AI alters the way we interpret laws

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In a first for the world, South Korea recently sentenced a man to jail for generating sexually explicit images of children using artificial intelligence (AI), sparking the question of whether it’s okay to create depictions of illegal actions if no real person gets hurt. 

Although the children in the images didn’t actually exist, the prosecutors argued — per CNN — that “sexually exploitative material should include descriptions of sexual behaviors by ‘virtual humans.’” This means that if the AI art/image looks realistic enough, South Korea can prosecute it in the same way they might pursue a real instance of exploitation.

In the U.S., however, the laws might function differently. The Foundation for Individual Rights and Expression asserts that the Constitution protects artificial intelligence through the First Amendment which enshrines our right to free speech and expression, a protection that is further supported by courts that already consider computer code to be a form of speech.

Alternatively, those who want to limit AI’s reach argue that although free speech and expression applies to people, it does not extend to computers or artificial intelligence who aren’t independently-thinking/functioning humans, let alone American citizens. Supporters of this interpretation claim this means that artificially-generated images do not fall under the equal protection of the law.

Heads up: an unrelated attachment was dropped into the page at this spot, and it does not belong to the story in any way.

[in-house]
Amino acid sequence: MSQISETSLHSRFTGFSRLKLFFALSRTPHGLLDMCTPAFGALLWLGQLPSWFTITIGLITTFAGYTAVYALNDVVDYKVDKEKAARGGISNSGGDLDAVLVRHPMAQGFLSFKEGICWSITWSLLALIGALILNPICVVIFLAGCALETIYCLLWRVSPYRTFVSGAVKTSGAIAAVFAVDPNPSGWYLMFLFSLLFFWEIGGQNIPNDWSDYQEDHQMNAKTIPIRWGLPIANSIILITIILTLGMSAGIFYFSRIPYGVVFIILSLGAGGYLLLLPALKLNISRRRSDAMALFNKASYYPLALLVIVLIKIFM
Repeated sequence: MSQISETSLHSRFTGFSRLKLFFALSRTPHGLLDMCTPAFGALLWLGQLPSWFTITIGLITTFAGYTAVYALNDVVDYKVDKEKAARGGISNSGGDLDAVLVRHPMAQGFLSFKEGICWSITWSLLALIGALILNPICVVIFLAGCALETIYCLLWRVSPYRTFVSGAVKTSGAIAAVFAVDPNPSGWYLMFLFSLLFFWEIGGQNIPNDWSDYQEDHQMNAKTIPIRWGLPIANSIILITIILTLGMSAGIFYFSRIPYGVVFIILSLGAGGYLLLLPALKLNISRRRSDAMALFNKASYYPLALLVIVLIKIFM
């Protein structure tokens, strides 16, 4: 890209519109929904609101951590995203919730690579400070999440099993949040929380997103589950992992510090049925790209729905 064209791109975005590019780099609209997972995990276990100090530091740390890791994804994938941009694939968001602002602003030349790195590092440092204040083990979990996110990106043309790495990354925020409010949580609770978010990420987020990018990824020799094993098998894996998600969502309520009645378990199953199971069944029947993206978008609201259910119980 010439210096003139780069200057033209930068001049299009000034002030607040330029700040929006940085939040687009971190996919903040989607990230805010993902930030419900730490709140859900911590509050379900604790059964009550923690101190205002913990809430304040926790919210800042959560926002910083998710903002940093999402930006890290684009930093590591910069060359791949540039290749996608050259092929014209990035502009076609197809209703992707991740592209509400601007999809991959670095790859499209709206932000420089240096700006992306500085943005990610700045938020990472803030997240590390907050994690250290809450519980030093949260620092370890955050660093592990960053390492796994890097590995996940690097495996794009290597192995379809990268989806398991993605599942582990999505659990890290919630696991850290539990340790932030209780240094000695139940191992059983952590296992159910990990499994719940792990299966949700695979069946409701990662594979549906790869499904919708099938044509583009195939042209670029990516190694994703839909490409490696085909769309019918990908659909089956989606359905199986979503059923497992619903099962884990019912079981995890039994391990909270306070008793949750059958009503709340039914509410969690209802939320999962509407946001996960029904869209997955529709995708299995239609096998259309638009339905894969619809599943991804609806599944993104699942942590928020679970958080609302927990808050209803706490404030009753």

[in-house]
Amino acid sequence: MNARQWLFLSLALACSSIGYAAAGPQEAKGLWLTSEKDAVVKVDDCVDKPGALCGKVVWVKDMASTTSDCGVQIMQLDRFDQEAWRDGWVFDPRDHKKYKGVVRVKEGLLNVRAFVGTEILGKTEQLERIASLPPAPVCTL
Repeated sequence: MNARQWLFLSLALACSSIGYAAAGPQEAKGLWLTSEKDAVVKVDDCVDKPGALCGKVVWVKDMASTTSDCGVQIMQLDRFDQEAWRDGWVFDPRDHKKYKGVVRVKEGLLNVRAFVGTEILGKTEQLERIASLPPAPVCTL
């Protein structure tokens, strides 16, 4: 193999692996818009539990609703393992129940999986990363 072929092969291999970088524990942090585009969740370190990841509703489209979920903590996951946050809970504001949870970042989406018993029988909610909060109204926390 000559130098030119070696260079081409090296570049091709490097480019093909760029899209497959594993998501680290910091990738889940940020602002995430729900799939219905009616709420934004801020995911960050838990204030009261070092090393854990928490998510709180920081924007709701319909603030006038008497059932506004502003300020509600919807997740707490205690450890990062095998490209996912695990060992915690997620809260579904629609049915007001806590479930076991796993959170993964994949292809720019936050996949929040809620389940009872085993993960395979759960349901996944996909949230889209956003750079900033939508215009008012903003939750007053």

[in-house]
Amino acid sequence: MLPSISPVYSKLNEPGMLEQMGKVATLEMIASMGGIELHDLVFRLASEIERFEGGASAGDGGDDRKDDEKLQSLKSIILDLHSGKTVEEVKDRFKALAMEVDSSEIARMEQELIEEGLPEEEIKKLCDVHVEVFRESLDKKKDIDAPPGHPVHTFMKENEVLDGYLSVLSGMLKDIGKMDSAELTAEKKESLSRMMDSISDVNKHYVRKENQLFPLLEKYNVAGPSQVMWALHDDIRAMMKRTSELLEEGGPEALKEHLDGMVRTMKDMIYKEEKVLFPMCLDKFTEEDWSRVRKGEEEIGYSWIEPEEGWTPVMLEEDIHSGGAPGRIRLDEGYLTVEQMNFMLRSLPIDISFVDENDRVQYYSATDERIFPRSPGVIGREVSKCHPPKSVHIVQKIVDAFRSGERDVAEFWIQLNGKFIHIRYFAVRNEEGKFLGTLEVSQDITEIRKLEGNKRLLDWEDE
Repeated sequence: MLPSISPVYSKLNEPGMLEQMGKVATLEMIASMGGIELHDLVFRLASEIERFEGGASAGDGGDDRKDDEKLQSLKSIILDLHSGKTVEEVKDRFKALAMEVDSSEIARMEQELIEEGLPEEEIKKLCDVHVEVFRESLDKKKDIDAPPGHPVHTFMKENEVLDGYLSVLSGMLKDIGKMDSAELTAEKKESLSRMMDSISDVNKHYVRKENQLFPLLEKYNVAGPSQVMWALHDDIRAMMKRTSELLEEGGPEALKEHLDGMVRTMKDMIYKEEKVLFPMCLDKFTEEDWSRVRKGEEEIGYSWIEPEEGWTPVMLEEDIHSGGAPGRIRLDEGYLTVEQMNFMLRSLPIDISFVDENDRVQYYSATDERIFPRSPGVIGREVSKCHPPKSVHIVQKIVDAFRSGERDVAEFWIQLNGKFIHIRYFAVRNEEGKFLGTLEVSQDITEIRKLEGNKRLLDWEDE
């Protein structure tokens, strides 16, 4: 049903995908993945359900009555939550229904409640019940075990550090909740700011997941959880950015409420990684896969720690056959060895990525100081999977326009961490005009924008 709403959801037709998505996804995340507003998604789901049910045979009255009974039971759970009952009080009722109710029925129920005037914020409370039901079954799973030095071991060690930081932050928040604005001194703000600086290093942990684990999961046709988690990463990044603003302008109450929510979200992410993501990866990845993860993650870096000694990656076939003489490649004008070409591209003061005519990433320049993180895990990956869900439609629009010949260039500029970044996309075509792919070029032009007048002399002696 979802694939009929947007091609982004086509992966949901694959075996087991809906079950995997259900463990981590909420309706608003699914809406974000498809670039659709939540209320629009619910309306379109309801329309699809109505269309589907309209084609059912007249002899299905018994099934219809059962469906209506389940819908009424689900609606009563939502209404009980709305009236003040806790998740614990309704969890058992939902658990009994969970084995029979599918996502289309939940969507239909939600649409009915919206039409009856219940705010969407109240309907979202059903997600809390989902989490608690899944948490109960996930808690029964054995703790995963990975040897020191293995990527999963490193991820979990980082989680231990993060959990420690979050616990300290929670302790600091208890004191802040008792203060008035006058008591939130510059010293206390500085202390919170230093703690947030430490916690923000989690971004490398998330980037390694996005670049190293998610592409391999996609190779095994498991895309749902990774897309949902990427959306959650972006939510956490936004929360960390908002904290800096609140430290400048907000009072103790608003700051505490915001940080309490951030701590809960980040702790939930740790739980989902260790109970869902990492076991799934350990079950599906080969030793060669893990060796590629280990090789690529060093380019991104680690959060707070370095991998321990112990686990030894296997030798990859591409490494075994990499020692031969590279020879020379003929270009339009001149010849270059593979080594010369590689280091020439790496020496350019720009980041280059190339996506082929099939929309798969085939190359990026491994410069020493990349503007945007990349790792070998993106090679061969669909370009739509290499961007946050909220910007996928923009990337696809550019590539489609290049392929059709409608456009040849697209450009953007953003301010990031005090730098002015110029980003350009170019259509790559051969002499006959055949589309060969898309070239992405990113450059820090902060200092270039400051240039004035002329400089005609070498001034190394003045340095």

“The popular opinion [among artists] is that we should be against AI since it’s just chopping up our art and basically making a Frankenstein-image of other artists’ work. I see what they mean, but I also do computer science, so I think that AI can work as a tool too. It can’t replace artists, but it can refine [our art],” senior Zining Cheng, a published artist and computer science student, said.The federal courts have already begun to interpret the law with regards to AI, ruling that AI-generated art does not fall under copyright laws. As AI becomes more advanced, the courts will have to interpret pre-existing laws in unique ways while the legislature passes new laws to manage the growing scope of AI.

AI-generated art, like the one I created above, is rapidly improving in quality and realism. Even a simple prompt like “man in a hoodie looking at a tablet” can result in a genuinely realistic-looking person, resulting in debates over whether governments should allow people to create images of illegal actions. (Photo/Ella Gohari via HotpotAI)

Senior Ellaheh Gohari is entering her fourth (and sadly final) year on staff and third year as co-EIC of the Patriot Post. She loves learning new things and can often be found going down Wikipedia rabbit holes in search of random knowledge. Outside of room 25310, she serves as co-president to both the Girls Excelling in Math and Science club and the Science National Honor Society. A science-lover, she enjoys exploring the subject through research projects with UMiami, volunteer tutoring with OTTER and fact-checks with MediaWise. She hopes you enjoy your time reading the Patriot Post.